- Russia’s technology regulatory agency restricted access to the social media platform Instagram.
- The move comes after its parent Meta decided to allow posts from users in some countries calling for violence against Russia and its military.
- The policy allows Instagram and Facebook users in Russia, Ukraine and Poland to call for the death of Russian President Vladimir Putin and Belarusian President Alexander Lukashenko.
- Russia already blocked access in the country to Facebook on March 4 and has restricted access to Twitter.
Russia’s technology regulatory agency on Friday restricted access to Instagram after parent company Meta Platforms began allowing users in some countries to call for violence against Russia’s president and military.
Russia earlier Friday opened a criminal case against Meta and sought to have it declared an extremist organization because of the temporary change in its hate speech policy to permit threats on Instagram and Facebook in the context of Russia’s Ukraine invasion.
Roskomnadzor, the Russian Federal Service for Supervision in the Sphere of Telecom, Information Technologies and Mass Communications, said the limitations on access to Instagram will be limited “based on the order of the Prosecutor General’s Office of the Russian Federation.”
Russia already blocked access in the country to Facebook on March 4 after the platform put limits on government-affiliated media outlets on the heels of the Ukraine invasion.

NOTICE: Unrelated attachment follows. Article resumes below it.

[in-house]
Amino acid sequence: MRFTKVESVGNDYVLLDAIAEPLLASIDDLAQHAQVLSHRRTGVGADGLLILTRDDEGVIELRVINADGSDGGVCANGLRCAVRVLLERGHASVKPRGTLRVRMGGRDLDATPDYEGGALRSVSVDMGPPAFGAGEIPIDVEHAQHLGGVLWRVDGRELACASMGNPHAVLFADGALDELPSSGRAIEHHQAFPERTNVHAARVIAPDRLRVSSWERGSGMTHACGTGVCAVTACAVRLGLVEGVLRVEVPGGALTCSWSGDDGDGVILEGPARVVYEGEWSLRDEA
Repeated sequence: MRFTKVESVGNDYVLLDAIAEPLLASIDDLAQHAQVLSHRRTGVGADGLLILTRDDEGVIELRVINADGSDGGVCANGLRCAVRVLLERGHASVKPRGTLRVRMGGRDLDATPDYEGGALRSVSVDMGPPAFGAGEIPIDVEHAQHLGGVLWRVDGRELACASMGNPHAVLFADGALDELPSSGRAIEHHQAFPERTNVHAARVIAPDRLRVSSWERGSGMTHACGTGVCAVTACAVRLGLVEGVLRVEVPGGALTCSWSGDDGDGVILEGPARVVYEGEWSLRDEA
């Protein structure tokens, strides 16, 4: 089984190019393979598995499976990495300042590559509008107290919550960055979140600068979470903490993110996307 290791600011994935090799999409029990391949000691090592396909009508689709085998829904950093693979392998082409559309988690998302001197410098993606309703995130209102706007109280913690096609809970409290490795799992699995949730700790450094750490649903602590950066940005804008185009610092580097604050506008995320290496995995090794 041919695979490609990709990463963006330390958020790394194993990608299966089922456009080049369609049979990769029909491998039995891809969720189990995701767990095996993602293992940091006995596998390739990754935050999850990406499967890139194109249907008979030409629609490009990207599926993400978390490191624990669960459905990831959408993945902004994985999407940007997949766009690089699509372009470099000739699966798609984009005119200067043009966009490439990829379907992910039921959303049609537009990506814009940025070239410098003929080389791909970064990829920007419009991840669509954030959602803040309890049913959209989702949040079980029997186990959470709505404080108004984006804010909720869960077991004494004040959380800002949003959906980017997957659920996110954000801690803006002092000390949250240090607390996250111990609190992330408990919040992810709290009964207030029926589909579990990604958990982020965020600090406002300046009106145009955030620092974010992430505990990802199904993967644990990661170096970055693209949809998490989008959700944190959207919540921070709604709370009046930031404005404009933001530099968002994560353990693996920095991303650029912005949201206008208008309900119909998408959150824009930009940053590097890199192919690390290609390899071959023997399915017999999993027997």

Instagram and Facebook each had more than 60 million users in Russia as of November, according to the data site Statista.
Reuters first reported the change to Meta’s hate speech policy Thursday, citing internal emails from the company.
The policy allows Instagram and Facebook users in Russia, Ukraine and Poland to call for the death of the allies Russian President Vladimir Putin and Belarusian President Alexander Lukashenko.
It also allows calls for violence against Russian soldiers in those three countries, and several others in Eastern Europe, the Baltics and western Asia.
As a result of the Russian invasion of Ukraine we have temporarily made allowances for forms of political expression that would normally violate our rules like violent speech such as ‘death to the Russian invaders.’ We still won’t allow credible calls for violence against Russian civilians,” a Meta spokesperson told Reuters in a statement.
CNBC reported Thursday that the use of virtual private networks, which can allow users to circumvent government restrictions to certain sites and apps, is surging in Russia.
Since Feb. 24, there has been a 1,500% increase in the number of downloads of the top 10 VPN apps in Apple’s App Store and Google Play Store in Russia compared with the prior 13-day period, according to data from SensorTower compiled for CNBC.
Twitter on Thursday took down two tweets by Russia’s embassy in the United Kingdom for what the company called “the denial of violent events” in the attack on Ukraine.
In one deleted tweet, Russia’s embassy claimed a pregnant woman seen in a photo of casualties at a children’s hospital in the port city of Mariupol that was destroyed by a Russian airstrike was really a Ukraine “beauty blogger,” suggesting that the photo was staged propaganda.
At least one child and two adults were killed at the hospital, and an additional 17 were injured, Ukraine officials have said.